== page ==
The #MeToo movement has empowered many survivors to come forward and share their experiences. Many of us may have had a friend, family member, or another loved one confide in us about their survivorship. This can be jarring. There are a range of emotions that can accompany a loved one disclosing to you – from confusion, to anger, to fear, to anxiety – and that’s okay. We may be unsure of what to say or how to help. Even if we know how to speak out against rape culture and victim-blaming narratives, hearing that a loved one has experienced sexual violence can be difficult for us to navigate internally, despite our desire to provide support to them.
Finding the right words can help a survivor feel safe and supported. Here are a few suggestions.
“I believe you.” This is the simplest and most critical way that we can show support when someone discloses. We know sexual violence is most often committed by someone the survivor knows and trusts. This often means the person hearing the disclosure may also know the person who caused harm. This can create confusion and may lead to an impulse to question the survivor’s account. Fear of this reaction can contribute to a survivor’s reluctance to come forward. Affirming that you believe them is the most critical first step you can take in supporting a survivor.
“It’s not your fault.” Survivors may internalize victim-blaming attitudes and blame themselves for an assault. Reminding them that it is not their fault can give them much-needed support, comfort, and reassurance. It also can let them know that you’re a safe person for them to come to for support.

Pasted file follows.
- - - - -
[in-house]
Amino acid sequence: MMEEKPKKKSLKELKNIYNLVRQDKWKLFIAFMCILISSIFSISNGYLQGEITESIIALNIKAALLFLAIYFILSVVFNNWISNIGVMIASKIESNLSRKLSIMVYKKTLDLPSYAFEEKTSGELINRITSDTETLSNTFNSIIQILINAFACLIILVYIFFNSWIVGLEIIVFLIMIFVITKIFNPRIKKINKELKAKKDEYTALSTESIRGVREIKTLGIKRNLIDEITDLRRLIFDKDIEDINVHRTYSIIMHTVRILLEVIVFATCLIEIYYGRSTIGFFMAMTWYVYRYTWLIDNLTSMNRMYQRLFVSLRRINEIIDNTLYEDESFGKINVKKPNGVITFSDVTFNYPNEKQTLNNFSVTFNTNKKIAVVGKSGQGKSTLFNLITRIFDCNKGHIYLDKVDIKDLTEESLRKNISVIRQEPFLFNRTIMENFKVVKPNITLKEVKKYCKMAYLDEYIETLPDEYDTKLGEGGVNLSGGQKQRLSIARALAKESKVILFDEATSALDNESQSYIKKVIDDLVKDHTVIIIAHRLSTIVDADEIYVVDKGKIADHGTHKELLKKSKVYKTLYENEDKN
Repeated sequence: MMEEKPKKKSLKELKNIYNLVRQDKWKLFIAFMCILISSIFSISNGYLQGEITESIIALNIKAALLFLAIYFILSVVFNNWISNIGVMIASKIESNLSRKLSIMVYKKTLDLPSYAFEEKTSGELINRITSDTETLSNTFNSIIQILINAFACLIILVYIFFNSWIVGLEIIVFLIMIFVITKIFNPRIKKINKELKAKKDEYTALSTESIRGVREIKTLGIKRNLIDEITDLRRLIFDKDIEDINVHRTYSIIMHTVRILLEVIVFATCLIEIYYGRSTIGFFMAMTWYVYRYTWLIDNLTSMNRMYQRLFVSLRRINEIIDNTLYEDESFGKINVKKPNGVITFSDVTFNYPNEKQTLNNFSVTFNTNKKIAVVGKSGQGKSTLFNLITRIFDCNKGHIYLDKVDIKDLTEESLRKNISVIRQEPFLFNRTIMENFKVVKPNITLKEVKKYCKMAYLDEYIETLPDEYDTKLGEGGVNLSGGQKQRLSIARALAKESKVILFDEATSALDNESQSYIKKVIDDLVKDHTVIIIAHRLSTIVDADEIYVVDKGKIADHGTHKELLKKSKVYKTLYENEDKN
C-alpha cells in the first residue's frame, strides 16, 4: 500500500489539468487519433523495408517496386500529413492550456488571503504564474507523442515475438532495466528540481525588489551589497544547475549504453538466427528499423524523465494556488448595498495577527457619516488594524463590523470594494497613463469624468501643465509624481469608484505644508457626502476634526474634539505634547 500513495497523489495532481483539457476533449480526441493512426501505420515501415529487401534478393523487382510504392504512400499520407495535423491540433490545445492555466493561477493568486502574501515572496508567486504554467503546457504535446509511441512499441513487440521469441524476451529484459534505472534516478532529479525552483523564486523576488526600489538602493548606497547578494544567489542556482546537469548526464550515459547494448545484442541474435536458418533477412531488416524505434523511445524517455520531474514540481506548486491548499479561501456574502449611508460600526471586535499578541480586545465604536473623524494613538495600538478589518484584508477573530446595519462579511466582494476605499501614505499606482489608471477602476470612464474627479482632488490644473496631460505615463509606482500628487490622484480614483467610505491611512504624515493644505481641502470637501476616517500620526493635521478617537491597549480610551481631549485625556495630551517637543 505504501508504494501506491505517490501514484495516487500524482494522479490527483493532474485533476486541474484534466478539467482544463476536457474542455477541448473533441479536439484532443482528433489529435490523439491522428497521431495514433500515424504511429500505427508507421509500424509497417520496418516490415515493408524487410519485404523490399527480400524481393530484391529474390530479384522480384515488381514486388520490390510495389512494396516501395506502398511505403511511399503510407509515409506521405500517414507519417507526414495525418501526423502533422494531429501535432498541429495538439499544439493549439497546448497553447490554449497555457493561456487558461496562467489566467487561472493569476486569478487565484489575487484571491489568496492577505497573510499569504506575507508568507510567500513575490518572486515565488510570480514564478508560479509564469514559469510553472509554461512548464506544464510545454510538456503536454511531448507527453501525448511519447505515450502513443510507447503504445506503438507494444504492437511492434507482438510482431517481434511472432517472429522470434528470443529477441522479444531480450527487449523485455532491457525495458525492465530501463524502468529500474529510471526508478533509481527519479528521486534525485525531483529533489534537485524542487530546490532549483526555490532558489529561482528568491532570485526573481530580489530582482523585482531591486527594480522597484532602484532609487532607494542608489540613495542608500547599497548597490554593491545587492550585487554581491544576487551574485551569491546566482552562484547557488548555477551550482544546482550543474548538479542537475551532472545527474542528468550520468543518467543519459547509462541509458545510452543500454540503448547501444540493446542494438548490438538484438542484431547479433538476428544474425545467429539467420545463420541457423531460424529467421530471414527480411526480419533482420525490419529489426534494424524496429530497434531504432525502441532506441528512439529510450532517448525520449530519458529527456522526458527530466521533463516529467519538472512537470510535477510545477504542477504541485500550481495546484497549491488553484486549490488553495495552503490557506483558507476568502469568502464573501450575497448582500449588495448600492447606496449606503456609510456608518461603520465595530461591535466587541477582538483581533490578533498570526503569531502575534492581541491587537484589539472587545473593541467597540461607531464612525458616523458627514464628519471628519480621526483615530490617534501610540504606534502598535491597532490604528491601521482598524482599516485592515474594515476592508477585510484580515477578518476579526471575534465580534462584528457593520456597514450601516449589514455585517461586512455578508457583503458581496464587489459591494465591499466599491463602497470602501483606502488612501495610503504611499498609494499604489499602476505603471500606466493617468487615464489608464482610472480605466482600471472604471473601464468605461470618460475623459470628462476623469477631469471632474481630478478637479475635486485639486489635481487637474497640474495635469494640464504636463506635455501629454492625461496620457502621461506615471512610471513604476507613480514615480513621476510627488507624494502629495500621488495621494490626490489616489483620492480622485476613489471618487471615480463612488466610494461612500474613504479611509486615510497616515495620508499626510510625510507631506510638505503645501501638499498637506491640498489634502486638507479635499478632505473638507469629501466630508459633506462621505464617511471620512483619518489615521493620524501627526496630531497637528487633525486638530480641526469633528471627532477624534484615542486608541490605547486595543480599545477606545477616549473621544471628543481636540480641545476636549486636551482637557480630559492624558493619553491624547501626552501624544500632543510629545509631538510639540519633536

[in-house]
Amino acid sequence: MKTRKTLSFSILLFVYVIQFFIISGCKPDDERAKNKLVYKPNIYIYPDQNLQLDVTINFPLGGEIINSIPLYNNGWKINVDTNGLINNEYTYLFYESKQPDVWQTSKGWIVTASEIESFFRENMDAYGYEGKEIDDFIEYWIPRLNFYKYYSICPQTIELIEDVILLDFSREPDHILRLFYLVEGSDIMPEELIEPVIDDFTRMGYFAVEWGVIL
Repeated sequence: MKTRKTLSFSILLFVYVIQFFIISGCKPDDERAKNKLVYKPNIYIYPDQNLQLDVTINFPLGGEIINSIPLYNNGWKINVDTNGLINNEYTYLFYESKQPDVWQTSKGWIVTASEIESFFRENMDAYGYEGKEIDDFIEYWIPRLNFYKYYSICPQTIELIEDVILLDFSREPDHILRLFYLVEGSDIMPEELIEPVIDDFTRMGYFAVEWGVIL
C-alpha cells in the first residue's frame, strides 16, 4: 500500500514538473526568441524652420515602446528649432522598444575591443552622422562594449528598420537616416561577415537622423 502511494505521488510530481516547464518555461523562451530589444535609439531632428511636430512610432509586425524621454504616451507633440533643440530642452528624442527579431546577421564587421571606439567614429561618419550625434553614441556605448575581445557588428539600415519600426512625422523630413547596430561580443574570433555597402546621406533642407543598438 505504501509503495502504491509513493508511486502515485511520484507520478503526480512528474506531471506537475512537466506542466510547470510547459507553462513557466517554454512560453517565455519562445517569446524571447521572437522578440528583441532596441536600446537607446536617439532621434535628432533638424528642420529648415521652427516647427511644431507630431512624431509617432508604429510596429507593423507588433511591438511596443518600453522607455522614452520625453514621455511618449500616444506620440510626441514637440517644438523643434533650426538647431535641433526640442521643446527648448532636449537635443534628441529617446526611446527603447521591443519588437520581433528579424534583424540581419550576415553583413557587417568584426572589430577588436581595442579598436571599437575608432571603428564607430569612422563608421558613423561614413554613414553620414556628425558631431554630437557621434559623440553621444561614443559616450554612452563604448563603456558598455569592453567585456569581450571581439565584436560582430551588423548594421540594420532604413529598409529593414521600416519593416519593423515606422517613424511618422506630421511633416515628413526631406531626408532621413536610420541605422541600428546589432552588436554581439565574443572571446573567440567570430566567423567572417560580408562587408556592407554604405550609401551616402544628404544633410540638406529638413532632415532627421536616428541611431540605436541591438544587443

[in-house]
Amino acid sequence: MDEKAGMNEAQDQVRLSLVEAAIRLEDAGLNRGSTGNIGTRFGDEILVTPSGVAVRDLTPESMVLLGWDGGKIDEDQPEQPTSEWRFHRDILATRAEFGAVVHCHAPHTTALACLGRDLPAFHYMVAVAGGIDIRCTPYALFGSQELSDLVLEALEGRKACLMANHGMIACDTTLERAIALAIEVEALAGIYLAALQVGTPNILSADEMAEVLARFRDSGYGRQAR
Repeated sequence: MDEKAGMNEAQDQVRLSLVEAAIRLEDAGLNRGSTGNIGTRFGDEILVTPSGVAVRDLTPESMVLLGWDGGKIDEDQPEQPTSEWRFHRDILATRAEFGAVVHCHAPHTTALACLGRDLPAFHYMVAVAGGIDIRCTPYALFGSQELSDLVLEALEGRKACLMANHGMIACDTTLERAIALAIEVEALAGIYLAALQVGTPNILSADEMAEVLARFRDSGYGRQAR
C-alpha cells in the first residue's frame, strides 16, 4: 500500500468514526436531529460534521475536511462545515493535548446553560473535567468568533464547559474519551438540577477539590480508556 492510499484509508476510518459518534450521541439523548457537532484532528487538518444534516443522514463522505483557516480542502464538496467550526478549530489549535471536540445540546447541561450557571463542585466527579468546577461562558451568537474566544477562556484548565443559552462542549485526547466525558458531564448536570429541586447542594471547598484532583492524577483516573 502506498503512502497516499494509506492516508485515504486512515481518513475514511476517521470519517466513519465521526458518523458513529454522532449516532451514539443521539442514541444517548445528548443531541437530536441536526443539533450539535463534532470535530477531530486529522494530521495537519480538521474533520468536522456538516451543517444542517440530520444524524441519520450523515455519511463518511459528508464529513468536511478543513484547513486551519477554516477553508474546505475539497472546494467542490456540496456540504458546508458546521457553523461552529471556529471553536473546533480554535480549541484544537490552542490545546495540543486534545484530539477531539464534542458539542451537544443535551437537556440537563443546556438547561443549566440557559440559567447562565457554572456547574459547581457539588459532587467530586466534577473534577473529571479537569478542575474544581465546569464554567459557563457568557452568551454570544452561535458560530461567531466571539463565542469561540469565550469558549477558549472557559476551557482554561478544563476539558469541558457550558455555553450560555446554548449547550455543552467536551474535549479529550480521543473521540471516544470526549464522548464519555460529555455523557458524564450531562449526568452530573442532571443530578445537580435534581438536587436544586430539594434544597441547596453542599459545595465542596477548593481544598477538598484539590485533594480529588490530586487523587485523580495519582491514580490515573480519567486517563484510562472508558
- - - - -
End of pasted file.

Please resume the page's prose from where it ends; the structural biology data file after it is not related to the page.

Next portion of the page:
“Is there anything I can do for you?” Survivors all have different paths to healing. As a loved one, we can support their decisions and respect their healing process. Survivors may not want to report to law enforcement, or they may not be ready to talk with anyone else about their experience. Letting them know their options can help them make a choice on how to move forward. If you’re not sure what options are available, you can direct the survivor to call New Jersey’s statewide hotline (800-601-7200) and speak to a county-based advocate. Advocates can also provide support to loved ones and they can help guide us in supporting the survivor in our life.
As we encourage survivors to come forward and share their experiences with #MeToo, we also need to work towards cultural change – starting with creating supportive environments when survivors disclose. We see more and more survivors feeling comfortable enough to share their experiences and more folks speaking out against victim blaming. Fostering this environment can start individually by supporting our loved ones who have experienced sexual violence.
Sharing is caring! Review our sharing policy.